Last night we were under torrential downpours with lightening strikes all around us and a tornado watch in effect. Both our sons had not yet returned home for the night, but my husband and I went to bed, saying prayers for their safe return while keeping one ear open, as all parents do, when awaiting their kid’s return.
I think of my own mother, how on earth she survived raising five children, and how many nights she and my father must have prayed as they waited for their children to return home each night.
My mom was not only a terrific mom, she was also my confidant and friend….sticking with me through thick and thin….cheering me on, encouraging me when down, and always believing in me no matter what.
She was and still is a source of inspiration to myself and so many. One of her greatest accomplishments, which still amazes me, was earning her nursing degree while raising five children. I can still see her in my mind’s eye sitting at the table doing her homework after we finished dinner, which she had also prepared.
Now that I have raised two sons myself, I am even more amazed at her accomplishments and am not sure which is more amazing, earning the degree or raising five children….probably the latter!
Eventually our first son came in with a few friends in tow, an hour later our oldest son safely returned home as well. Both stopped in to give us big hugs before heading off to their own beds, and my mother’s heart could rest peacefully knowing my beloved treasures were back safe and sound, and all was right in my little world.
Happy Mother’s Day to my fellow mothers!
Until next time,
Every wise woman buildeth her house: but the foolish plucketh it down with her hands. Proverbs 14:1
It is a quiet Sunday morning as I write this. The air is cool enough to leave the door cracked just slightly, allowing the sounds of nature to flow inside. The birds are singing their morning songs as they flit around in their busy springtime activities. A tufted titmouse pair are continuing their gathering of nest-building material for the box just outside my window, while a hummingbird stops to sip at the nectar feeder just below the future titmouse abode.
Gabby cat is enjoying an early morning walk around, simultaneously keeping a lookout for possible adventure with one eye and the approach of our neighbor’s dogs with the other…
A squirrel enjoyed an early breakfast of sunflower seeds scattered beneath the feeders before attacking the feeders directly. In due time he was joined by two other squirrels that soon gave him chase before they all raced up a tree, resembling a reverse playing of firemen sliding down a pole.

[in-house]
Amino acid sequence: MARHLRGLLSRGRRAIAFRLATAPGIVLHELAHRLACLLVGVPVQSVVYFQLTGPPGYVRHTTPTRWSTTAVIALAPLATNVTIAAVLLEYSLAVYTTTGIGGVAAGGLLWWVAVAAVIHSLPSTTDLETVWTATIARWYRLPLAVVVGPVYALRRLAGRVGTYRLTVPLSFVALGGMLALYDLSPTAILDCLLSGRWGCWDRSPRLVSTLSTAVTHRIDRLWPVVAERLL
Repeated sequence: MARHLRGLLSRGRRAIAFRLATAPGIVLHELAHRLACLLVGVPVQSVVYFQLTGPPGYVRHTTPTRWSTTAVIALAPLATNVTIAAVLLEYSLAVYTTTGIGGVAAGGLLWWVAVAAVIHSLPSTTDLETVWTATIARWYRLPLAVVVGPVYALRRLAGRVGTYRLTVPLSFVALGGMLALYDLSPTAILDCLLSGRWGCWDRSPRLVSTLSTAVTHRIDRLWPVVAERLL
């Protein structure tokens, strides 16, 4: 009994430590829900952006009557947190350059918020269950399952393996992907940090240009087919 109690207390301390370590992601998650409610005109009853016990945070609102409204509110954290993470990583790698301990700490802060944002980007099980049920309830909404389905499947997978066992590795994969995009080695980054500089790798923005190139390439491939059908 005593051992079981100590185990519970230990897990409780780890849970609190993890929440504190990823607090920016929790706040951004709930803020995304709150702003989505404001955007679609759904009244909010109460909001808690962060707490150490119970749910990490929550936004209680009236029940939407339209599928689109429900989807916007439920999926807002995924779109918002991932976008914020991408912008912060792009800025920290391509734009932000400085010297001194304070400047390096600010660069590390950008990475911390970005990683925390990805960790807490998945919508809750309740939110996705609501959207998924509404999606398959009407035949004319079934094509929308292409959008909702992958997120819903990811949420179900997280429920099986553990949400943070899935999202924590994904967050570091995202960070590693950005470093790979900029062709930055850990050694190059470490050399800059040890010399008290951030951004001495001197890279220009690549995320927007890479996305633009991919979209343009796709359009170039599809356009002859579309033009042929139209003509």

The male cardinal is visiting another feeder closer to our pond, and the sounds of the waterfall flowing fills the air with its soothing sounds, in perfect harmony to the music of the wildlife surrounding it.
The creek is at high-tide and is still and deceptively quiet under a misty haze and overcast sky. In the surrounding trees, the birds and squirrels make up for its silence aided by honking geese in the distance, while cinnamon ferns, jewel-weed, and iris decorate its banks as they continue to spring more to life with each passing day. Somewhere nearby a wood duck couple are certain to be enjoying its serenity, while playful otters and busy beavers are certain to be disturbing it.
At any given moment an eagle is likely to do a fly-by low along the creek, or perch in one of the nearby trees watching for fish and other small creatures to fill its stomach and feed its young.
Harold, our resident blue heron, has yet to my knowledge made his daily appearance, but that too could happen at any given moment and may even include a sighting of Henrietta, seen accompanying him of late…tis the season!
Peaches, the cat of unknown origins, who has unfortunately decided to adopt us, draws my eye away from the creek again as he takes up one of his favorite spots beside the pond…much to the dismay of Gabby, and Bitty as well, who is perched beside me now glaring at him from her window seat.
The cardinal seen earlier is now perched closer to my window, almost hidden in the lush leaves, until roused by a blue-jay who was earlier hopping up and down on a branch above him and making a general ruckus. For whatever reason, Mr. Jay felt the need to antagonize the cardinal until deciding to fly off towards the creek with the cardinal giving chase.
In a break from nest-building duties, Mr. Titmouse flies over to give his wife a morsel on a nearby branch, and the lone squirrel is back posing for a picture.
Our door is now shut and the fireplace is lit to chase off the chill-enticing kitty with its warmth-as my husband and I enjoy the quiet of early morning. The wood ducks paddle into view, and all seems right with the world.
I purposefully laid aside my camera for the most part this morning-deciding to add in older pictures later-and purposed instead to just sit still and enjoy all the sights and sounds outside the lens…
…because sometimes in our single “focused-ness’ of life we miss the peripheral beauty going on around us, and that is a lesson in and of itself.